CLINTON, Miss. (WJTV) – While every high school fan base in Mississippi gathered under the stadium lights for Friday night football few may have realized their health was at risk in this heat.
At every game, AMR paramedics and athletic trainers were standing by to assist players and spectators.
No matter how adaptive you might think your body is to mother nature turning it up, hydration never stops becoming an issue. So while players and their families enjoy this fall tradition it’s important they stay cool.
Under the blazing sun parts of the Magnolia State saw triple-digit temperatures this evening, but that won’t stop these folks from heading to the gridiron.
“Came out to support the Warriors and watch my girls cheer, but It is hot it is not football weather,” Dan Moulder of Christian Academy said.
As the teams take the field and cheerleaders jump on the sidelines, it can be easy to expect being tired. Making common signs for dehydration overlooked.
“You would expect to feel a bit drained and so it maybe can kind of slip upon you,” AMR Supervisor Diane Sampson told us. “You don’t realize you’ve reached that point. It’s easy to get there quicker than you might think.”
So paramedics and athletic training staff constantly stress from the field to those in the stands to know the signs.
“Weakness, fatigue, muscle cramps are a very key factor,” Sampson explained. “Even to the point of an altered mental status depending on the degree that’s going on there.”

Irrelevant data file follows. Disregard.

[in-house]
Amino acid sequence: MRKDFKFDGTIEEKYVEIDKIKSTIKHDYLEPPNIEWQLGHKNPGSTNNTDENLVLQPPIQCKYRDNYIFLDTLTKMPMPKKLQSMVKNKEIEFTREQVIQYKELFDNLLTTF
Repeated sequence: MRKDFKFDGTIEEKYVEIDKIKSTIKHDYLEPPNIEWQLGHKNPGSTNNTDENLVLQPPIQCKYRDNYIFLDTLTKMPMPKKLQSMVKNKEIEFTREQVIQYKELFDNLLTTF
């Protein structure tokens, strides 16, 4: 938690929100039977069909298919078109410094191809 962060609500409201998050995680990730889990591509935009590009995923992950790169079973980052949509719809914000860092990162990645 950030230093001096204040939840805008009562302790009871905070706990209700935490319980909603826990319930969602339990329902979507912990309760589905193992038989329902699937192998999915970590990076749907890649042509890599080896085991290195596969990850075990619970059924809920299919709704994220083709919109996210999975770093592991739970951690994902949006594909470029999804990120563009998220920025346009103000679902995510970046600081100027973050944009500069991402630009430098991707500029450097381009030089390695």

On any given day the average person needs about one gallon of water to stay hydrated, but when you’re out playing football in these weather conditions AMR experts believe that amount needs to be doubled.
“If we were called to the field and what we would do especially in cases of heat stroke or heat exhaustion you know supportive oxygen,” Sampson continued. “Put them on the monitor to get good vital signs and I.V access to replace fluids would be the immediate treatment that we would do.”
Overall everyone seemed to be aware to drink plenty of water and both teams training staff stocked up on water jugs with over 10 bags of ice.
Virtually in every school district paramedics and trainers are required to be on-site before and during a football game. When it comes to Clinton Christian Academy the athletic director also has a local backup team in case the main trainers can’t make it.